My apartment filed for eviction in March of last year and I continued to be denied disaster relief funding or financing due to my credit score or not meeting revenue requirements. My partner, a local musician, lost his employability in the pandemic as well. To top it off in September of 2020, my mother died suddenly and my father remarried even faster.

With all the poor practice and social welfare upheaval, I started working on a mental health program for individuals to use at home. I started creating “Kinda Unprofessional” a homebased workbook series for those without access to care. It is still in development.

My mental health declined drastically under the last few years of pressure. I was hospitalized in the summer and came home to start creating my at home programming to preserve my own sanity while running out of options.

I started designing products using my sister, mother, and daughter’s original artworks to sell in their honor. It took a lot longer to get my store active and start networking than I ever thought it would. I still don’t have much traffic or any sales but I am only now finally really able to dig into networking and building credit for financing. It’s going to be a while before that happens. I

I have lived here six years but I lost all my professional network when I left social work. Hospital life left me without time or energy to make friends otherwise and then my family started passing away. I don’t have any real network or community in the city or anywhere else for that matter. I considered leaving but financially deciding to work for myself was so freeing that I decided to go ahead and jump in rather than go back to anything else.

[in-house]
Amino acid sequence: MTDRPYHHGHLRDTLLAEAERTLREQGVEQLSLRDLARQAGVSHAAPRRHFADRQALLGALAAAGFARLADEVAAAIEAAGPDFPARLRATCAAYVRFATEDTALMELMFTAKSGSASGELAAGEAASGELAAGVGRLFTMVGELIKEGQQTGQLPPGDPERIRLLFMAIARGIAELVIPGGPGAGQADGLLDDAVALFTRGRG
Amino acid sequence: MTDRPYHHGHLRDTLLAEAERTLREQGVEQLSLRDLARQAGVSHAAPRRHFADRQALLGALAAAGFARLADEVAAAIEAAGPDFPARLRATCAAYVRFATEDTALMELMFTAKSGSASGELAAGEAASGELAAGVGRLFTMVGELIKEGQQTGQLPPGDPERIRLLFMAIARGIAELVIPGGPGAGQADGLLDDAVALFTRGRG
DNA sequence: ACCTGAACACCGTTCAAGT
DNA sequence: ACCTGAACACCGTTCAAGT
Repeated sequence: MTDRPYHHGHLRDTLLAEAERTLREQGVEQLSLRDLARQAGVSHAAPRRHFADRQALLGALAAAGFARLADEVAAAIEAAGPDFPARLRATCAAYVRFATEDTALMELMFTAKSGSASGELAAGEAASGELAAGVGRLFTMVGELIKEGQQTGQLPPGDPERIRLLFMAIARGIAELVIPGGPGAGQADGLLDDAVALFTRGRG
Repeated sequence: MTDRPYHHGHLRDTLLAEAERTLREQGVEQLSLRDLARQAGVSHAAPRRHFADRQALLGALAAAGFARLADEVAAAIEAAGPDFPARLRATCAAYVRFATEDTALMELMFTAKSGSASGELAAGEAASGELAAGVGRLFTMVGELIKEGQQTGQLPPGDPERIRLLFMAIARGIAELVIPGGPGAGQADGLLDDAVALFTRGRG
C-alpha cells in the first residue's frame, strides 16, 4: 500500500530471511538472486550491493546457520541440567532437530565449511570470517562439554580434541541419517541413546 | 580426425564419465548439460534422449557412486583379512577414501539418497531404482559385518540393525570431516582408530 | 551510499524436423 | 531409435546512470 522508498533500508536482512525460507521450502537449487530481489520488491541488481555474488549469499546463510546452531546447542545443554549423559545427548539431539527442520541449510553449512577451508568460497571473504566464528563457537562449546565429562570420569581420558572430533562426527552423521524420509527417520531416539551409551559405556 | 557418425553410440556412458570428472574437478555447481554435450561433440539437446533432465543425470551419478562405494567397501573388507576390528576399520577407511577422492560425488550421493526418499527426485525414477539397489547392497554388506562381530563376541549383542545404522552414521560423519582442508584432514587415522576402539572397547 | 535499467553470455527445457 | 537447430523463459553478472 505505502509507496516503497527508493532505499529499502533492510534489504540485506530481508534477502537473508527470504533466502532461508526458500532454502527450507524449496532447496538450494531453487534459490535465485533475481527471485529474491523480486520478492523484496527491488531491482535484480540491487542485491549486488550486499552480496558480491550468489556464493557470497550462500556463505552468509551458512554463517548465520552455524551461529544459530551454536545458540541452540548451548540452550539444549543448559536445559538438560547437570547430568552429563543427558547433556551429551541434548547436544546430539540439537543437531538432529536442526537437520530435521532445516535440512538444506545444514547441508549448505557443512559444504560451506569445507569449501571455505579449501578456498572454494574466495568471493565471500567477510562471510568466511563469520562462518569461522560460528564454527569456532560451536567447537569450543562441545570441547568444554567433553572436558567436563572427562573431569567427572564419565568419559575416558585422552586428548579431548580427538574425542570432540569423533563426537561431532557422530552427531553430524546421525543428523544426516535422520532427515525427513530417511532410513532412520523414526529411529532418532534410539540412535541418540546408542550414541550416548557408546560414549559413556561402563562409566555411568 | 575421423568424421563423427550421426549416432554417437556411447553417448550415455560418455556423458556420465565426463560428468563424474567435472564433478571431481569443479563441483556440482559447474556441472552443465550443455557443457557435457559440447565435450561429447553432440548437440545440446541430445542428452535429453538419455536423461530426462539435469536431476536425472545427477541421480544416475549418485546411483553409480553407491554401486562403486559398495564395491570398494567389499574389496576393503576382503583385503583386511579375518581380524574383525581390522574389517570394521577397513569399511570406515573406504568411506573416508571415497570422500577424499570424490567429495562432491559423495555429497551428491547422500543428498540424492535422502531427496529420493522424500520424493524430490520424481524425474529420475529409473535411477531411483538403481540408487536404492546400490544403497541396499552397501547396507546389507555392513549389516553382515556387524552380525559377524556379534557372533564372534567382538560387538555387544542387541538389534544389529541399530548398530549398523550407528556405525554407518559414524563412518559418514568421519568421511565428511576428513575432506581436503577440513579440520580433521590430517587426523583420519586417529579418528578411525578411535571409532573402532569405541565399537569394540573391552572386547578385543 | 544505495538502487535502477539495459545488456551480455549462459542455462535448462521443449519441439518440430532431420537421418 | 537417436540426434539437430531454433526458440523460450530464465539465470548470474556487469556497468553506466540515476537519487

Right now, I am working to promote traffic and the sales needed to keep moving forward on my start up and begin more development on my other projects.

Can you talk to us a bit about the challenges and lessons you’ve learned along the way. Looking back would you say it’s been easy or smooth in retrospect?
Not at all. I have lost everything, everyone, my sanity, and I am still fighting eviction while I continue to startup networking and try to build my life forward anyway.

Can you tell our readers more about what you do and what you think sets you apart from others?
I am a social scientist and author by trade. I published “In the Shambles” in 2017, a book of poems and “Crisis Management” this year. As a new and very small business owner, the fact that I am still hanging in there and feel like it’s finally my time to start progressing is the best I could ever hope for.

Let’s talk about our city – what do you love? What do you not love?
I love the energy of the atmosphere in the city. The positivity and humanitarian are genuine here. I’ve never met people as nice as I have here. I’ve never felt as at home anywhere else even in poverty and facing homelessness. I am excited to see a future of jumping in and exploring it rather than slaving away in a hospital. I have to say that I hate the traffic but as a small-town girl that is probably to be expected. It took me a long time just to learn not to block the box.


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Stephanie Fjetland reserves image credits for all images.